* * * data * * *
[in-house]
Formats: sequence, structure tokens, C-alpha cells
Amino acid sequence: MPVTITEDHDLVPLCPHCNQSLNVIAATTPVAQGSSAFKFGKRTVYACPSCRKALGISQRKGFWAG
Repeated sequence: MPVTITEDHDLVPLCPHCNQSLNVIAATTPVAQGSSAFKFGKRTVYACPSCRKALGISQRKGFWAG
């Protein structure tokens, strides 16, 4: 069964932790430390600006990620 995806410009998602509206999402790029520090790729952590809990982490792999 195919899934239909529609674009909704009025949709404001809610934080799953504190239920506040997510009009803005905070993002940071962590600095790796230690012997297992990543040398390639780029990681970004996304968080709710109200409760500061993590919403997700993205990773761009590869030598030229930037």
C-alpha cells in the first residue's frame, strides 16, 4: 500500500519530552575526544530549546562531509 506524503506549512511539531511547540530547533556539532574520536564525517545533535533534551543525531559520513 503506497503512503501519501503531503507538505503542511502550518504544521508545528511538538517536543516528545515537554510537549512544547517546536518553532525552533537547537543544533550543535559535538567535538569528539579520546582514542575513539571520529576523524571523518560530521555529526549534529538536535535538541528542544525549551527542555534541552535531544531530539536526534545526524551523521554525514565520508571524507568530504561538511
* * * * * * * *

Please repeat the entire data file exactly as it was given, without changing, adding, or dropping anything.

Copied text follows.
[in-house]
Formats: sequence, structure tokens, C-alpha cells
Amino acid sequence: MPVTITEDHDLVPLCPHCNQSLNVIAATTPVAQGSSAFKFGKRTVYACPSCRKALGISQRKGFWAG
Repeated sequence: MPVTITEDHDLVPLCPHCNQSLNVIAATTPVAQGSSAFKFGKRTVYACPSCRKALGISQRKGFWAG
């Protein structure tokens, strides 16, 4: 069964932790430390600006990620 995806410009998602509206999402790029520090790729952590809990982490792999 195919899934239909529609674009909704009025949709404001809610934080799953504190239920506040997510009009803005905070993002940071962590600095790796230690012997297992990543040398390639780029990681970004996304968080709710109200409760500061993590919403997700993205990773761009590869030598030229930037």
C-alpha cells in the first residue's frame, strides 16, 4: 500500500519530552575526544530549546562531509 506524503506549512511539531511547540530547533556539532574520536564525517545533535533534551543525531559520513 503506497503512503501519501503531503507538505503542511502550518504544521508545528511538538517536543516528545515537554510537549512544547517546536518553532525552533537547537543544533550543535559535538567535538569528539579520546582514542575513539571520529576523524571523518560530521555529526549534529538536535535538541528542544525549551527542555534541552535531544531530539536526534545526524551523521554525514565520508571524507568530504561538511